With Medicare the problem is a wasteful health care system, not the coddling of the over 65 population. One of the ironies, that has apparently escaped Friedman's attention, is that the slowdown in health care cost growth over the last six years has actually led to more savings in Medicare than had been sought by Bowles and Simpson in their deficit cutting plan that was the basis for the Grand Bargain.

Of course the whole idea that we needed to reduce the deficit in an economy that was and is still well below its full employment level of output is wrong. Had the Grand Bargainers gotten their way in 2011, the recovery would have been even slower and weaker.

But this is the real story of the establishment. After all, the 2008 crash was not a rare weather event that struck the country and the world unexpectedly. It was the result of the incompetence of our country's leading economists in both parties. They could not see the dangers in an $8 trillion housing bubble.

A similar story applies in foreign policy circles, where many foreign policy experts were prepared to believe the Bush administration's transparent lies about Saddam Hussein's weapons of mass destruction. And, they actually thought that the United States could go into Iraq and put in place a stable government that enjoyed popular support.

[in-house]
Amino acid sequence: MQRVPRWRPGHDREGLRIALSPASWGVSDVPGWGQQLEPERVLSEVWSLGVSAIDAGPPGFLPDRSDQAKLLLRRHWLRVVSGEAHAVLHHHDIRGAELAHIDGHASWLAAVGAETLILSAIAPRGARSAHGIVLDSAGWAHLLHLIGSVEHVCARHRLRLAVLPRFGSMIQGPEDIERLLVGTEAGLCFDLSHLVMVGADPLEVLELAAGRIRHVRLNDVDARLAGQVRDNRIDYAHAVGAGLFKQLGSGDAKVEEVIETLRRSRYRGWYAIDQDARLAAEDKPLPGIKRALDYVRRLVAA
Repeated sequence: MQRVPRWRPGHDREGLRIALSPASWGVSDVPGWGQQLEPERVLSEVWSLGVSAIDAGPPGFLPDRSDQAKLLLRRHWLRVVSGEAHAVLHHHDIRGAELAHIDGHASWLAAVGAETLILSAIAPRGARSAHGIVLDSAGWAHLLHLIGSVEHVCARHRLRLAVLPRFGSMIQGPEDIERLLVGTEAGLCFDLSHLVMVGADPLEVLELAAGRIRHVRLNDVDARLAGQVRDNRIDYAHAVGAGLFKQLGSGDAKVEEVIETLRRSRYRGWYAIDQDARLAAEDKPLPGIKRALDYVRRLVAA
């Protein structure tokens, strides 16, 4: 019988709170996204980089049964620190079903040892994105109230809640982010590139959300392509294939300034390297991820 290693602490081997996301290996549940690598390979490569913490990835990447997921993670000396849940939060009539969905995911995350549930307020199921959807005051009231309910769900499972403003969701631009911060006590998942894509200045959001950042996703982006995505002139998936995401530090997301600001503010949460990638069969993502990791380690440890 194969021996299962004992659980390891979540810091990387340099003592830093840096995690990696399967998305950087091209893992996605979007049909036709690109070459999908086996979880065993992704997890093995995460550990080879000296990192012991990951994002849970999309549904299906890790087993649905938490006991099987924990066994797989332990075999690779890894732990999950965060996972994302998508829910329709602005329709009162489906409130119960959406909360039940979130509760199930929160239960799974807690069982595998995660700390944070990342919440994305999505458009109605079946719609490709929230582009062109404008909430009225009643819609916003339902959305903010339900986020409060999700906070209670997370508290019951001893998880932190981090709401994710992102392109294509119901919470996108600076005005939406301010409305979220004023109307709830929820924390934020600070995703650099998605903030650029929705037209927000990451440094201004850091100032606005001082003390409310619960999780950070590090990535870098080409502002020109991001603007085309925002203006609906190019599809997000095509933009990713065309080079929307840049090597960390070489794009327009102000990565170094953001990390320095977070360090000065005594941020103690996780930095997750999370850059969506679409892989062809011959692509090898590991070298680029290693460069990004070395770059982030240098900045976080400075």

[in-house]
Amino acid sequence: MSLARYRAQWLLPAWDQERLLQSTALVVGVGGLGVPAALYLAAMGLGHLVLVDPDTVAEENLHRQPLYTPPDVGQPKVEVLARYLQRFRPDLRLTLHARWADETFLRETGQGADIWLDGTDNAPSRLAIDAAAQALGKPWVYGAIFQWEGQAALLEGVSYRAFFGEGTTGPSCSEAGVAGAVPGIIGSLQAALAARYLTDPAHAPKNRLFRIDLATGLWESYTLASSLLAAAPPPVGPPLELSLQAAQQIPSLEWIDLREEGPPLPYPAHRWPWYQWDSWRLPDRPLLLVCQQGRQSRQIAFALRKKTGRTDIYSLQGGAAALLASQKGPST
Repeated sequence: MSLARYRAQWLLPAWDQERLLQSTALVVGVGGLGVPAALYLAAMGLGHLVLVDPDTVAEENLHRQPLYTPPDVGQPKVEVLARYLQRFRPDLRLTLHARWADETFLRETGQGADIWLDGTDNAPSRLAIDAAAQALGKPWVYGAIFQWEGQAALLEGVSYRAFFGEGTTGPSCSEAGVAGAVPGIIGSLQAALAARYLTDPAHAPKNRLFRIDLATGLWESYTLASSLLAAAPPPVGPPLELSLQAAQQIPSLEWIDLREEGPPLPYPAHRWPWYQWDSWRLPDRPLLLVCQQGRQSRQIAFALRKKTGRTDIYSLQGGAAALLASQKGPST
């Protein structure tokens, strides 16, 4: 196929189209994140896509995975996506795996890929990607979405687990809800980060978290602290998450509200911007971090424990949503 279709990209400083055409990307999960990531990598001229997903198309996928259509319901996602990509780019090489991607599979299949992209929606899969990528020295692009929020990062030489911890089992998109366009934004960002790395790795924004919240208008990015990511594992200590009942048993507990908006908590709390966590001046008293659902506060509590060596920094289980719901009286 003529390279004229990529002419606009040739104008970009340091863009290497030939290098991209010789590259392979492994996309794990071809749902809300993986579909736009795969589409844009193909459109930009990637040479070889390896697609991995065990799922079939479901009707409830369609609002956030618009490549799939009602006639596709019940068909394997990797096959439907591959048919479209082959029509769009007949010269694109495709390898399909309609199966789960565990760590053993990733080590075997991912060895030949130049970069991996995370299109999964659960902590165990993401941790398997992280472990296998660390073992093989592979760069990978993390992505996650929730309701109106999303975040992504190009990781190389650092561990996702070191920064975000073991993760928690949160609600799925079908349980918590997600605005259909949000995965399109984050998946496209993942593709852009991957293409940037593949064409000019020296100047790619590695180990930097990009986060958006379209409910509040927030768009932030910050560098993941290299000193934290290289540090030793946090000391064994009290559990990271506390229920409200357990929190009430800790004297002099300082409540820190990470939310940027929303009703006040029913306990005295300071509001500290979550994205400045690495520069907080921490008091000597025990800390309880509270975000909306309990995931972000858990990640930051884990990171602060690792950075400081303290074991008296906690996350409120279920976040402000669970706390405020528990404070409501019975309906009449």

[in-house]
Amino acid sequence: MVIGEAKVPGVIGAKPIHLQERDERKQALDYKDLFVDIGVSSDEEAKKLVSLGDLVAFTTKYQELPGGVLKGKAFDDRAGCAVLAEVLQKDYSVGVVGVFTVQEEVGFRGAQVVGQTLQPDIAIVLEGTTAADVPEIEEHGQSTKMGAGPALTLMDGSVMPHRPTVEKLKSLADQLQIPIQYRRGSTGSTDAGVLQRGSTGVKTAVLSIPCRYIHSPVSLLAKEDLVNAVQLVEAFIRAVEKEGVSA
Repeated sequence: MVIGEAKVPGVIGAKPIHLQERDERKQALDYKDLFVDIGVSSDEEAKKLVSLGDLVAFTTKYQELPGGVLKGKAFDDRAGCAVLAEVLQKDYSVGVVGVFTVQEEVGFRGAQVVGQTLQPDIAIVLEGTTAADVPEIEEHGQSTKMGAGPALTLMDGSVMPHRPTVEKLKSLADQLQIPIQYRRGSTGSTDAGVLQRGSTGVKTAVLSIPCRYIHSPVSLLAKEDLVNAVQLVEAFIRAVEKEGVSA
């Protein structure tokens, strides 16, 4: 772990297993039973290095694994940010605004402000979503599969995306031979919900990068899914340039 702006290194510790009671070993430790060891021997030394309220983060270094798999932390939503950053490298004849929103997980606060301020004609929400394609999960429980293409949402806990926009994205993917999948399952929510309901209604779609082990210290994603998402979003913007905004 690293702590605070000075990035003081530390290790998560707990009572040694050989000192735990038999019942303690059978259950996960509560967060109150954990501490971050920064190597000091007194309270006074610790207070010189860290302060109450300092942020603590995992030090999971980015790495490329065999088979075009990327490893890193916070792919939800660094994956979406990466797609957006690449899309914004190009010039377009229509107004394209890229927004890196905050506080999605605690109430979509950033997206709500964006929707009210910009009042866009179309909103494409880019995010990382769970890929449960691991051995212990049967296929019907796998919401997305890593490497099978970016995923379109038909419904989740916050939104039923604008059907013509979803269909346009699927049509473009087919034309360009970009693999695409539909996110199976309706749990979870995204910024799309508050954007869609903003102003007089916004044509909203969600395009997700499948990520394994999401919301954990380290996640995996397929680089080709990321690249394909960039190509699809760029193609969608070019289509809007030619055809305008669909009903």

The amazing part of the story is that the establishment types pay no price for being wrong in really big ways in their areas of expertise. This is best exemplified by Friedman himself. He can be wrong on every single thing he writes, every day of his life, and it will not in any way jeopardize his standing as one of the country's most respected commentators on policy and politics.

And he wonders why the public is angry.

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Eduardo Porter used his weekly column to chronicle Brazil's economic course over the last two decades. He argues that many of its current problems are due to excessive government involvement in the economy in imposing price controls and trade barriers.

While there is likely some truth to this argument, it is worth extending Porter's warning to patent and copyright protection. These forms of protection are equivalent to tariffs of many thousand percent, they typically raise the price of protected items by ten or even a hundred times the free market price.

The rationale for this protection is to promote innovation and creative work, but the market doesn't care about the rationale, raising prices by 2000 percent above the free market price has the same impact whether we call the cause a "tariff" or a "patent." And, patents and copyrights do affect a very large segment of the economy. In the case of prescription drugs alone, patents and related protection likely add close to $380 billion (@ 2.1 percent of GDP) to the what the country pays for drugs each year.